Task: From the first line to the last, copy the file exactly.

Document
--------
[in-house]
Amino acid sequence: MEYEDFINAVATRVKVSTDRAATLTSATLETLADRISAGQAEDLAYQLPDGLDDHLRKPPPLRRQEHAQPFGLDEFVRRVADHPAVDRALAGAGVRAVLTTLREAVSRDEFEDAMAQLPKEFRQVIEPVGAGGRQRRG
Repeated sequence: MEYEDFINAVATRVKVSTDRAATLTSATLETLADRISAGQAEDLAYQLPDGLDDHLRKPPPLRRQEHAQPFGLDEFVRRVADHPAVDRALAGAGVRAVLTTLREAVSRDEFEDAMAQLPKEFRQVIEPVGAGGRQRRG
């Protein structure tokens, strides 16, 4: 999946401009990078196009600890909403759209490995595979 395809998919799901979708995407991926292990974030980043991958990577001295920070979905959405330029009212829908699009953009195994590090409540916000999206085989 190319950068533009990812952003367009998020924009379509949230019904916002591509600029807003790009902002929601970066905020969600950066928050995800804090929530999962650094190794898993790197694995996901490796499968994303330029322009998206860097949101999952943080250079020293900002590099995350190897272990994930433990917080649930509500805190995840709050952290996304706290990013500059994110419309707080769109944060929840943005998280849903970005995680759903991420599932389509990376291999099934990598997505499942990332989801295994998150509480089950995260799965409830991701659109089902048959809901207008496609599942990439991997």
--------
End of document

[in-house]
Amino acid sequence: MEYEDFINAVATRVKVSTDRAATLTSATLETLADRISAGQAEDLAYQLPDGLDDHLRKPPPLRRQEHAQPFGLDEFVRRVADHPAVDRALAGAGVRAVLTTLREAVSRDEFEDAMAQLPKEFRQVIEPVGAGGRQRRG
Repeated sequence: MEYEDFINAVATRVKVSTDRAATLTSATLETLADRISAGQAEDLAYQLPDGLDDHLRKPPPLRRQEHAQPFGLDEFVRRVADHPAVDRALAGAGVRAVLTTLREAVSRDEFEDAMAQLPKEFRQVIEPVGAGGRQRRG
């Protein structure tokens, strides 16, 4: 999946401009990078196009600890909403759209490995595979 395809998919799901979708995407991926292990974030980043991958990577001295920070979905959405330029009212829908699009953009195994590090409540916000999206085989 190319950068533009990812952003367009998020924009379509949230019904916002591509600029807003790009902002929601970066905020969600950066928050995800804090929530999962650094190794898993790197694995996901490796499968994303330029322009998206860097949101999952943080250079020293900002590099995350190897272990994930433990917080649930509500805190995840709050952290996304706290990013500059994110419309707080769109944060929840943005998280849903970005995680759903991420599932389509990376291999099934990598997505499942990332989801295994998150509480089950995260799965409830991701659109089902048959809901207008496609599942990439991997």